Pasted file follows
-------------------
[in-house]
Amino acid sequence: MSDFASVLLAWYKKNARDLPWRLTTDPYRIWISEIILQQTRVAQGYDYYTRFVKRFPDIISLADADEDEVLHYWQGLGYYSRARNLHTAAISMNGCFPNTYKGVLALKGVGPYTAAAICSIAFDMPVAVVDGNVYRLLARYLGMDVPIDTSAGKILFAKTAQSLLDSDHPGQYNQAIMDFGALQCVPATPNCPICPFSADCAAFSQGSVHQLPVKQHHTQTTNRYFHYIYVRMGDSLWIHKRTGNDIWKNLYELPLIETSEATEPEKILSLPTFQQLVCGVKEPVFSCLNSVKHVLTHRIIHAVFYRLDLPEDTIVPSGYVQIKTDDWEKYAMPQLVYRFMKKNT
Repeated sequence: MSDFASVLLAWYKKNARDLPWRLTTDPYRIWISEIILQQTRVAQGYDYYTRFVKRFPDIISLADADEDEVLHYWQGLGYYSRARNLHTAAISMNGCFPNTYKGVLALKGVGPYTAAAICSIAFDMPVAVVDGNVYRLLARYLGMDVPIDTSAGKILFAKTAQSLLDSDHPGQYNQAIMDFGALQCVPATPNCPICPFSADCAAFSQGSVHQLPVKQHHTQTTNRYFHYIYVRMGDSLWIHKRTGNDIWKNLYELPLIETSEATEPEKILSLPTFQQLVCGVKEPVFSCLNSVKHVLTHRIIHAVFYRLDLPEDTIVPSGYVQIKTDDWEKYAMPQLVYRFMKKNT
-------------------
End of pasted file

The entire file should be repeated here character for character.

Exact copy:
[in-house]
Amino acid sequence: MSDFASVLLAWYKKNARDLPWRLTTDPYRIWISEIILQQTRVAQGYDYYTRFVKRFPDIISLADADEDEVLHYWQGLGYYSRARNLHTAAISMNGCFPNTYKGVLALKGVGPYTAAAICSIAFDMPVAVVDGNVYRLLARYLGMDVPIDTSAGKILFAKTAQSLLDSDHPGQYNQAIMDFGALQCVPATPNCPICPFSADCAAFSQGSVHQLPVKQHHTQTTNRYFHYIYVRMGDSLWIHKRTGNDIWKNLYELPLIETSEATEPEKILSLPTFQQLVCGVKEPVFSCLNSVKHVLTHRIIHAVFYRLDLPEDTIVPSGYVQIKTDDWEKYAMPQLVYRFMKKNT
Repeated sequence: MSDFASVLLAWYKKNARDLPWRLTTDPYRIWISEIILQQTRVAQGYDYYTRFVKRFPDIISLADADEDEVLHYWQGLGYYSRARNLHTAAISMNGCFPNTYKGVLALKGVGPYTAAAICSIAFDMPVAVVDGNVYRLLARYLGMDVPIDTSAGKILFAKTAQSLLDSDHPGQYNQAIMDFGALQCVPATPNCPICPFSADCAAFSQGSVHQLPVKQHHTQTTNRYFHYIYVRMGDSLWIHKRTGNDIWKNLYELPLIETSEATEPEKILSLPTFQQLVCGVKEPVFSCLNSVKHVLTHRIIHAVFYRLDLPEDTIVPSGYVQIKTDDWEKYAMPQLVYRFMKKNT